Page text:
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September 22, 2013

Borton's Blog: Scary perfection

Michigan football doesn't scare anybody right now. That ought to frighten everybody in a winged helmet, no matter the level of bravado present in U-M's frantic, 24-21 comeback win over the University of Connecticut.

The Wolverines didn't spook Akron, which sports a close win over James Madison and nothing else so far. They didn't shake up UConn and its cozy record crowd of 42,704.

Oh, make no mistake. It's still about winning. But when your fierce, historic rival - and prime competition for a Big Ten title - is ripping the fangs out of the Florida A&M Rattlers (76-0) - you probably want to show a little more bite.

What the Wolverines have shown, ever since their fans did the Chicken Dance in celebrating a win over vanquished and vacating Notre Dame, is a talent for producing incredibly exciting endings when wholly unnecessary.

They've given their fans perfection … record wise. They've also boosted treatment for ulcers, facial tics and all sorts of other stress-related maladies.

"We're trying to improve each week," said linebacker Desmond Morgan, whose leaping, one-handed interception helped Michigan rally from a shocking 21-7 deficit. "We're moving into Big Ten play. Now the conference starts. Obviously, there are things we have to clean up, but the biggest thing is improvement. It's a lot better to go into the bye week on a win than on a loss."

On the plus side of the ledger, Michigan does enter its off weekend 4-0. That's the bottom line, regardless of how ugly the road. Certainly a win over Notre Dame provided a glimpse of what the Wolverines can accomplish against a legitimate top-25 team.

Brady Hoke's crew didn't suffer any major in-season injuries to starters so far. Meanwhile, the Wolverines' top defensive player, All-Big Ten linebacker Jake Ryan, is set to return sooner, rather than later, perhaps even for U-M's Big Ten opener against Minnesota. Beyond those boosts to the 2013 effort, though, Michigan produced far more question marks than exclamation points - especially in the last two games.

The fortnight of wonderment tumbled into a laundry list of to-do items for the next two weeks. Among the areas begging for immediate attention are the following:

  • Putting a tourniquet on the turnover hemorrhage. Michigan has spiraled down to near the nation's basement in throwing the football to the other team, and eight giveaways in the last two games proved essential to teams like Akron and UConn knowing they could compete to the final whistle.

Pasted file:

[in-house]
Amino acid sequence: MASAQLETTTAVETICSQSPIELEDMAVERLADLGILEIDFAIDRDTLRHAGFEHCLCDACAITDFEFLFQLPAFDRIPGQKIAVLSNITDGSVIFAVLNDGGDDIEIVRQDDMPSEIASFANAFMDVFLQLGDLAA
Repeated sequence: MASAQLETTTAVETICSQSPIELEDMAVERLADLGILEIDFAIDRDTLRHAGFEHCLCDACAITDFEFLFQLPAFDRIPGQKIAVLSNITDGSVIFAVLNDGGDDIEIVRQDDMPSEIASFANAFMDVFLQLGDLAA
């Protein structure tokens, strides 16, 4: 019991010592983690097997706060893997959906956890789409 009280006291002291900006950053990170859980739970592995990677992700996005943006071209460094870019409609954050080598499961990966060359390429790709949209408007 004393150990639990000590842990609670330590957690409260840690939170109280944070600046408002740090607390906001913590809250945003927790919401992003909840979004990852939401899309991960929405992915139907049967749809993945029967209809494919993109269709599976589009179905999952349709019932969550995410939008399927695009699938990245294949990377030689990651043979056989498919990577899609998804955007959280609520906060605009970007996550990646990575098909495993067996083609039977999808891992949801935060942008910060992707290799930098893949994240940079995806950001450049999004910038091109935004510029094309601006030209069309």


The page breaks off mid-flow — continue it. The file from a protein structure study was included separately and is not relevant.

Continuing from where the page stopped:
• Finding a more consistent rushing attack. When fifth-year senior running back Fitzgerald Toussaint isn't breaking off a bigger play, he's all too often running facemask first into a brick wall. That sets up second-and-long, which can lead to third-and-long, and … well, see item No. 1. He did rush for 120 yards against UConn, but no honest assessment insists the holes are there often enough.

  • Of course, the aforementioned involve U-M's offensive line growing up - in a hurry. When U-M is under siege (three sacks by UConn, and several defensive tsunamis washing over Toussaint), all eyes turn to the men up front. The Wolverines went with the same five-man front through the first four games. If that quintet returns for the Big Ten opener against Minnesota, it will have shown more in practice than it did in the two weeks leading up to the bye.

    Michigan coach Brady Hoke knows the issues are there, and some are glaring. He came into the season talking about the deadly 18 turnovers in Michigan's five losses last year. The Wolverines have coughed it up an even dozen times in four games so far, losing the turnover battle 8-3 in the last two cliffhangers alone.

    It's no way to win, and Hoke understands that better than anyone.

    "Obviously you can't give the ball away," Hoke said. "Right now we've got a major league problem and we've got to fix it, because that's not going to win you championships."

    He'll need all wrenches on deck to fix the issues arising in the games leading up to a desperately needed break. The problems, he assures, are indeed fixable.

    "I think they are, because number one, I think I know our team, we know our team," Hoke said. "They realize the things they need to do better. We've got to give them the tools to do those things better. That's our job, and we'll do that."

    The Wolverines have the potential to frighten folks down the road. But the only ones they're scaring right now are Michigan fans who bought Big Ten championship game tickets early.


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